Director: Adam McKay
Starring: Christian Bale, Amy Adams, Sam Rockwell, Steve Carell, Alison Pill, Jesse Plemons
The story of Dick Cheney (Bale), an unassuming bureaucratic Washington insider, who quietly wielded immense power as Vice President to George W. Bush (Rockwell), reshaping the country and the globe in ways that we still feel today.
Following his success with The Big Short, Adam McKay returns to direct a film which takes a scathing look at another slice of modern history, this time with his attention on the rise to power of Dick Cheney and the role he played in the controversial “War on Terror”.
Getting the few positives out the way upfront, Vice is a film which is anchored by strong performances, particularly Christian Bale’s transformative turn as Cheney. It is testament to Bale’s skill that I was at times completely able to forget that it was him playing this part, and his voice, mannerisms and posture are absolutely impeccable. The ever-dependable Amy Adams shines with an admirable stoicism, simultaneously nailing that “sweet as apple pie” public face and her deplorable darker side. The usually flawless Rockwell is the weakest link of the three, opting for a performance which is mostly imitation, but there is still merit in his performance.
And therein end the positives! Vice is for the most part, patronising and unduly smug with a confusing tone that seems to simultaneously take a strong political stance, whilst also leaving things frustratingly grey. McKay’s usually slick style seems to constantly be at odds with the plot, which in itself can’t seem to decide whether it wants to parody, serious political drama or scathing satire. In short, it’s a bit of a mess.
The structure of the film itself is all over the place as well, flitting between past and present seemingly without much reason for doing so. Perhaps the most misguided thing about the film is the mid-credits “sting” which sloppily attempts to connect the dots to our current political climate, and rather than proving a point, it just comes across as a ham-fisted afterthought. “Ham-fisted” is in fact a pretty great good to sum up the entire film as it veers wildly between tones, styles, and narrative devices.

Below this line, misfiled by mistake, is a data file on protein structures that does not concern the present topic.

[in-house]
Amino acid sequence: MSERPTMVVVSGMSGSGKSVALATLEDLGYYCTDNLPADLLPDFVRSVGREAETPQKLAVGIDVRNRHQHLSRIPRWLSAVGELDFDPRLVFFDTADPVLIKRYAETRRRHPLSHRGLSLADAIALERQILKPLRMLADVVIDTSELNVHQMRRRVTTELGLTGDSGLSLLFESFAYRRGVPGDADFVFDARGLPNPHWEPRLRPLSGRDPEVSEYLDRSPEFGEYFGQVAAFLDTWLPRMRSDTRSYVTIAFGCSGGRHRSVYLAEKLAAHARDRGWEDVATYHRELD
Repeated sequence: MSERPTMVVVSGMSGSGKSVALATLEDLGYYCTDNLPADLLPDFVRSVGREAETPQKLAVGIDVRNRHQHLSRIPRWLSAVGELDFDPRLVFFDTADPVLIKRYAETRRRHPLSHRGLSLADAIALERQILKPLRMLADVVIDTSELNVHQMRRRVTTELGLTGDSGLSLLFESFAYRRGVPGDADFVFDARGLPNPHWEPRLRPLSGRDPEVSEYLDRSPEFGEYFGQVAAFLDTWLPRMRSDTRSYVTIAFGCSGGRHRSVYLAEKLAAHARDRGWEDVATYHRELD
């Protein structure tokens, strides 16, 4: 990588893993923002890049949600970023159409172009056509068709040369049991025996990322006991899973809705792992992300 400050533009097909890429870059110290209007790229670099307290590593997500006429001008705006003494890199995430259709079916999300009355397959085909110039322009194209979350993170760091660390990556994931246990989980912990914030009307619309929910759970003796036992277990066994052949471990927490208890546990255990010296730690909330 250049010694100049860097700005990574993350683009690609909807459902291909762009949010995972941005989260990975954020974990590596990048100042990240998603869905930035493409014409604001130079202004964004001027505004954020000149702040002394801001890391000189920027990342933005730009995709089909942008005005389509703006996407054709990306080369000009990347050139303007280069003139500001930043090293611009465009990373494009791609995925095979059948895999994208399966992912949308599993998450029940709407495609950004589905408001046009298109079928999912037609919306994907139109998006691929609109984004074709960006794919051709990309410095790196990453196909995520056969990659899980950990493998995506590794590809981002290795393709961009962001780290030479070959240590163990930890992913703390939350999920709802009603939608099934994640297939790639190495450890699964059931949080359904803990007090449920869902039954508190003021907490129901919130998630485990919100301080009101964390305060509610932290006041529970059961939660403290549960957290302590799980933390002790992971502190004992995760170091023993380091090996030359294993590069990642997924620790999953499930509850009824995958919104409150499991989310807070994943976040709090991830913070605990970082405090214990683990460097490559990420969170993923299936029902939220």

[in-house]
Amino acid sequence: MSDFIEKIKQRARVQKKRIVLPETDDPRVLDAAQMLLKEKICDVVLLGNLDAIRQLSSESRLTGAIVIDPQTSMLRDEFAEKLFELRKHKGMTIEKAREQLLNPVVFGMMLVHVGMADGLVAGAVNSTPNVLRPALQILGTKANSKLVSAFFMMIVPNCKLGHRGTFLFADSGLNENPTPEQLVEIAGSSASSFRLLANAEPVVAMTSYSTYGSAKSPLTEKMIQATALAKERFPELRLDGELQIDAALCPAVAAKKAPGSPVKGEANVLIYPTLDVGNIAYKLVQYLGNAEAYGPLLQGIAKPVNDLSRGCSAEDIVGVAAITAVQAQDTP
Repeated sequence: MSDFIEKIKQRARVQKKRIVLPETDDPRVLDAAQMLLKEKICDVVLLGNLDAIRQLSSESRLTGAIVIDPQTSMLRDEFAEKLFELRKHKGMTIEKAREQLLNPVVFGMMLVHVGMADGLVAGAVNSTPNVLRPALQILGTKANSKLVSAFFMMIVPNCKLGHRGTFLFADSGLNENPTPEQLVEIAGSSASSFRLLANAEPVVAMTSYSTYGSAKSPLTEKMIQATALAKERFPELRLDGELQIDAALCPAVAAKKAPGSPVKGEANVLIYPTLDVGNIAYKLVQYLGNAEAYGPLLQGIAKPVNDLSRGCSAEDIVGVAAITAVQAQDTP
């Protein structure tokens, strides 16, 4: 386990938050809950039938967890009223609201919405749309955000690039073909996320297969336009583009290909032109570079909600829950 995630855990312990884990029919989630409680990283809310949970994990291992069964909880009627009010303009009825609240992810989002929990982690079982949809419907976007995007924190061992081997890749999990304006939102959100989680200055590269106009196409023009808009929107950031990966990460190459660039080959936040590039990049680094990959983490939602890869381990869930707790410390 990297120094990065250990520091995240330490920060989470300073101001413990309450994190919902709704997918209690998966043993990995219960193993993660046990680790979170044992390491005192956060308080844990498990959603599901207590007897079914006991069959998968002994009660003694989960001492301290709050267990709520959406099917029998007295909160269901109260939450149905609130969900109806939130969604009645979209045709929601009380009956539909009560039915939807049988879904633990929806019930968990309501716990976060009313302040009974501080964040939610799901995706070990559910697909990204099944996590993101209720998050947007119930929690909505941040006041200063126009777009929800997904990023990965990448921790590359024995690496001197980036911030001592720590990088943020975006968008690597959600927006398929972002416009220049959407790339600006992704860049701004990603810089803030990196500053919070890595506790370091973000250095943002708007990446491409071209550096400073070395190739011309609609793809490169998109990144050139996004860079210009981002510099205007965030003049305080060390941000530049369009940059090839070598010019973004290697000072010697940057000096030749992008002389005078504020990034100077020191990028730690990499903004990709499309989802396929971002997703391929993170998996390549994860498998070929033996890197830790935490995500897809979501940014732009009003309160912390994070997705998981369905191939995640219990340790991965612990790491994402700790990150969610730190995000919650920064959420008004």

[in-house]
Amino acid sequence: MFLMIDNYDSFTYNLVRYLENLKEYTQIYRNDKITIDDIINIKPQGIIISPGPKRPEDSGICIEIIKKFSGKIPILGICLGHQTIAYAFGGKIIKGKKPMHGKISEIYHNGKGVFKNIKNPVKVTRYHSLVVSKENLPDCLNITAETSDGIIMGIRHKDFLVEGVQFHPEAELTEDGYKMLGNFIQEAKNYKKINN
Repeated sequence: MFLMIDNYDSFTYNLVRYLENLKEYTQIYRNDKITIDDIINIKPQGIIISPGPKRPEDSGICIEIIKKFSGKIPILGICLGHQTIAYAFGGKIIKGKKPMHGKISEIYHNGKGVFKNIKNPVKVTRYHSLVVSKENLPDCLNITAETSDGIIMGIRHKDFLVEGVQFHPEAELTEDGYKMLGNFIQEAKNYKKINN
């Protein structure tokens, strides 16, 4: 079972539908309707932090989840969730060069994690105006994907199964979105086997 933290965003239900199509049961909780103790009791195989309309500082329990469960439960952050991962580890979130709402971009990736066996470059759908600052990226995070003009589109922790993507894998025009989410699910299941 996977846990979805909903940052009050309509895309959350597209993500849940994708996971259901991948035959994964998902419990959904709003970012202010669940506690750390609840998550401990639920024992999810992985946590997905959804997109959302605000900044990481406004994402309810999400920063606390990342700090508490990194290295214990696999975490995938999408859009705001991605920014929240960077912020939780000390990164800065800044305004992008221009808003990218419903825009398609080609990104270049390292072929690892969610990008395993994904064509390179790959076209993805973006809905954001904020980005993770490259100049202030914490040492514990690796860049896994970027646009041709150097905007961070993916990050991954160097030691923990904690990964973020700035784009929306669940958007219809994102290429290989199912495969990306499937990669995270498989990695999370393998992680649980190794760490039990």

The inclusion of a narrator in films, particularly one that is seen on screen is a bit of a turn-off, and whilst played well by the always excellent Jesse Plemons, I felt like his presence was an unnecessary one; his true purpose only being apparent towards the end, by which point I had stopped caring.
Whilst it worked somewhat for the subject matter of The Big Short, this dumbed-down approach of storytelling in this film felt incredibly misguided. As it explained every single minute detail with an unearned air of self-importance, I had to fight back the urge to shout “Yes, we KNOW!” every couple of minutes. From the moment the film started, it felt like it was talking down to the audience, and that does not make for an enjoyable watching experience, no matter how great the performances might be.
I saw this movie so you don’t have to. If McKay’s niche is explaining every topic to an audience like we’re dumb as a rock, then I’m keeping those receipts because I am NOT buying it. A patronising, bloated, smug, and overbearing waste of time.